USF’s Alex Golesh and Amir Abdur-Rahim’s friendship has paid dividends

Men’s basketball head coach Amir Abdur-Rahim paid a visit to a spring football practice last Thursday. USF ATHLETICS PHOTO

USF football coach Alex Golesh and men’s basketball coach Amir Abdur-Rahim come from exceptionally different backgrounds. 

One is an Ohio native, the son of Russian immigrant parents. The other hails from north Georgia and is one of 13 siblings. 

Related: Sacrifice shaped Golesh’s drive as head football coach

But there is one uniting factor between these two men – they both inherited athletic programs that were desperate to win.  

“We walked into very similar situations,” Golesh said about Abdur-Rahim during a Monday press conference. “You could probably argue who was tougher and what I respect so much about him is that he didn’t care.” 

Golesh was handed a team that was considered one of the worst in the nation – compiling a mere 4-29 record from the 2020-22 seasons. 

Abdur-Rahim’s job wasn’t easy either. Men’s basketball hadn’t finished with a winning record in conference play since 2012. Their only mark of recent success was a 24-win season and a CBI Championship in 2019. 

In almost storybook fashion, the two coaches led their respective programs to some of the biggest one-year turnarounds in all of college sports.

Football returned to the postseason for the first time since 2018, and won in dominant fashion. Men’s basketball won 25 games, the most in program history. The team also won the American Conference regular season title for the first time.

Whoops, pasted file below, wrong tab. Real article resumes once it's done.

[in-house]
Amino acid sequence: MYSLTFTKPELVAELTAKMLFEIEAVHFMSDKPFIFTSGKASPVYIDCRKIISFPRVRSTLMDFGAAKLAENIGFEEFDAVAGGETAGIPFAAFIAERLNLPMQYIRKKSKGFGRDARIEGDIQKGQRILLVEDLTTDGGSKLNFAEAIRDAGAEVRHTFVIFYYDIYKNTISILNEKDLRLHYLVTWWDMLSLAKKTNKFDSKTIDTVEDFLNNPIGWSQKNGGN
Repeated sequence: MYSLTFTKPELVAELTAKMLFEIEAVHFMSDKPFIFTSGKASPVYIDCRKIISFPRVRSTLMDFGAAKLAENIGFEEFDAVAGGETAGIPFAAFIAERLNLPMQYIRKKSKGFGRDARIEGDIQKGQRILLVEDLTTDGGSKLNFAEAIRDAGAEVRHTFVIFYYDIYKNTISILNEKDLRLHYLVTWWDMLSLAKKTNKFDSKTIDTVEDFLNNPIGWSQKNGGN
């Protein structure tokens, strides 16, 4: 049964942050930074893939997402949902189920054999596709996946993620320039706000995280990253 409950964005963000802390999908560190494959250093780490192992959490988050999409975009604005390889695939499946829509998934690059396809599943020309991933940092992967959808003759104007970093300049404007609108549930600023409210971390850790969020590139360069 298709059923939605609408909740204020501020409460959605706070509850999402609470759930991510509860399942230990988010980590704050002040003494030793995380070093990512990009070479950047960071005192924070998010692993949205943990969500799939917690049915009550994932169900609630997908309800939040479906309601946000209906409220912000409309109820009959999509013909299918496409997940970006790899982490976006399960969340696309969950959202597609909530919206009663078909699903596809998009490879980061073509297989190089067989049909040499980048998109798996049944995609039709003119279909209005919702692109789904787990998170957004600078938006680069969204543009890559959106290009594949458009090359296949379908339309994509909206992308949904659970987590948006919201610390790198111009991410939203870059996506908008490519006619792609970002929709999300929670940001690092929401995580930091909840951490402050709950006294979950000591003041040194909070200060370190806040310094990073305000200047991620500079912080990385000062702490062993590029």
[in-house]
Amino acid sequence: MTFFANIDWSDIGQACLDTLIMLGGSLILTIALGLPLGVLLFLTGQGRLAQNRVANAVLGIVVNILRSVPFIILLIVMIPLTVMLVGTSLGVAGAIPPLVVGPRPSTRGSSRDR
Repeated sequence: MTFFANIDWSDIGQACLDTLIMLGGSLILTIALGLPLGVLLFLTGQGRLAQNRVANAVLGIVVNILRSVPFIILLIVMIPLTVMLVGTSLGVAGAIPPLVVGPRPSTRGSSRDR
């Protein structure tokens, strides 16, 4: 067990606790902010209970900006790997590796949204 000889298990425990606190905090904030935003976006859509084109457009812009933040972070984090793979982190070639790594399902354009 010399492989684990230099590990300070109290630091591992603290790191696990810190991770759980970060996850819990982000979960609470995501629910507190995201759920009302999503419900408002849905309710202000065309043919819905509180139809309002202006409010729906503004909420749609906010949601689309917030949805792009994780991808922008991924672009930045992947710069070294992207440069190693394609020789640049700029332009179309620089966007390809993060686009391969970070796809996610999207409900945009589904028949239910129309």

But more importantly, the two have been the driving force behind a seismic shift in the culture of USF Athletics. 

Related: ‘It’s been crazy’: USF students crowd Yuengling Center before second-round NIT matchup

“When you’re in year one, you want to win games, but the little things matter,” Abdur-Rahim said after his win over Charlotte on Feb. 7. “They go into your culture.”

Abdur-Rahim has had culture in mind since he first stepped foot on campus. Oftentimes he can be found somewhere on USF’s campus, either encouraging students to show up for games or dishing out free drinks at Starbucks.  

“It’s the humility he goes about his business with,” Golesh said. “It’s so easy to connect with him and see why those guys want to play for him.” 

Golesh’s support for his fellow first-year coach has been evident. He’s been spotted courtside at Yuengling Center multiple times this season. 

Me and coach [Golesh], we talk a good bit,” Abdur- Rahim said. “Whenever we win on the road, I’ll always get a text from him. Just like when they won, I would always text him. That’s what it’s about.” 

Abdur-Rahim returned the favor. Last Thursday morning, he stopped by a spring football practice to share some wisdom. On Monday, he came back to practice a second time.

Golesh said Abdur-Rahim spoke about the importance of trust and team building within a program.

He noted the leadership of senior Bulls guard and Co-AAC Player of the Year Chris Youngblood. Golesh compared Youngblood’s “demand for excellence” to his star redshirt freshman quarterback Byrum Brown. 

“How do you get all nine guys to play?” Golesh asked. “They all want their minutes and their points. It seems like every night is a different scorer. It’s really fascinating to watch. It’s similar in terms of what we’re trying to do.” 

As both coaches transition into their second season at USF, look for the friendship beyond between the two coaches to be paramount in their continued success. 

“I’m just super proud of him and super proud of that basketball team,” Golesh said. “They’ve energized this campus over the past two months like nothing I’ve ever seen.”